Transient receptor potential vanilloid type channels (TRPVs) are expressed in several cell types in human and animal lungs. Increasing evidence has demonstrated important roles of these cation channels, particularly TRPV1 and TRPV4, in the regulation of airway function. These TRPVs can be activated by a number of endogenous substances (hydrogen ion, certain lipoxygenase products, etc.) and changes in physiological conditions (e.g., temperature, osmolarity, etc.). Activation of these channels can evoke Ca2+ influx and excitation of the neuron. TRPV1 channels are generally expressed in non-myelinated afferents innervating the airways and lungs, which also contain sensory neuropeptides such as tachykinins. Upon stimulation, these sensory nerves elicit centrally-mediated reflex responses as well as local release of tachykinins, and result in cough, airway irritation, reflex bronchoconstriction and neurogenic inflammation in the airways. Recent studies clearly demonstrated that the excitability of TRPV1 channels is up-regulated by certain autacoids (e.g., prostaglandin E2, bradykinin) released during airway inflammatory reaction. Under these conditions, the TRPV1 can be activated by a slight increase in airway temperature or tissue acidity. Indirect evidence also suggests that TRPV channels may play a part in the pathogenesis of certain respiratory diseases such as asthma and chronic cough. Therefore, the potential use of TRPV antagonists as a novel therapy for these diseases certainly merits further investigation.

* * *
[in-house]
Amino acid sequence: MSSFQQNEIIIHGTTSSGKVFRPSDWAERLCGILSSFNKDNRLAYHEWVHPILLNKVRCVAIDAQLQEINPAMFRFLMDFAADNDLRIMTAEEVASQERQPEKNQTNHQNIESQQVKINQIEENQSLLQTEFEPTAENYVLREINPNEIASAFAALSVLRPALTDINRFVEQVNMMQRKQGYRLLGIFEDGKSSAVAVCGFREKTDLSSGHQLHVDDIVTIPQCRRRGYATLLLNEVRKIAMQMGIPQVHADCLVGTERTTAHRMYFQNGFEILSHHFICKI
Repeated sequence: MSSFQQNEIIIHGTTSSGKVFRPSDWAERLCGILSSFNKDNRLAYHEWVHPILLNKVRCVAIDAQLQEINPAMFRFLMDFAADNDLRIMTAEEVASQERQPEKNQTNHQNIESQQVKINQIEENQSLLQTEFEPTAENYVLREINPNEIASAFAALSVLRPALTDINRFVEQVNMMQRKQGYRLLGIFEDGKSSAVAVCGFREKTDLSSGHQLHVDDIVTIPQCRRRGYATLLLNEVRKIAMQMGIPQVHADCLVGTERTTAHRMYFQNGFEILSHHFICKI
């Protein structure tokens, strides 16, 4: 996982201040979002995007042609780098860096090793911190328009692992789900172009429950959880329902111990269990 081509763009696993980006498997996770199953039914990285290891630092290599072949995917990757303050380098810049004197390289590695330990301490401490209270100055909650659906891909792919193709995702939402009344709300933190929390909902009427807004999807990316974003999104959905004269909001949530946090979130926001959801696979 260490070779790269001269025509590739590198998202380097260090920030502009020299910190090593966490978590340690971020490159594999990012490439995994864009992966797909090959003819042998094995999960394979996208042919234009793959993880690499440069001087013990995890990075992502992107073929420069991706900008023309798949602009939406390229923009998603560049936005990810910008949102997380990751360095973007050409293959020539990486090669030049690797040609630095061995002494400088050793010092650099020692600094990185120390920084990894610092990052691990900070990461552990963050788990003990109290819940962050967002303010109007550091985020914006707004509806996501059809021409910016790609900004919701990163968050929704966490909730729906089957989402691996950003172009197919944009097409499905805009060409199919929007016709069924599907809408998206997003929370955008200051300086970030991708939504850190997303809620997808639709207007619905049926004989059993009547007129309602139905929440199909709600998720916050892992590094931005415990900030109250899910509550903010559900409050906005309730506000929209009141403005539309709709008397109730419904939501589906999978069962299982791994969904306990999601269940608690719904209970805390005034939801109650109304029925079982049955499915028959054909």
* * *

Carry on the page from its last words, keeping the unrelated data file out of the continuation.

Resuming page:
|Number of pages||13|
|Journal||Biochimica et Biophysica Acta - Molecular Basis of Disease|
|State||Published - Aug 2007|
Bibliographical noteFunding Information:
The work was supported in part by grants from the National Institutes of Health (HL-58686 and HL-67379) to LYL. The authors thank Michelle Wiggers for her assistance in the preparation of this review.
- Chronic cough
- Respiratory disease
ASJC Scopus subject areas
- Molecular Medicine
- Molecular Biology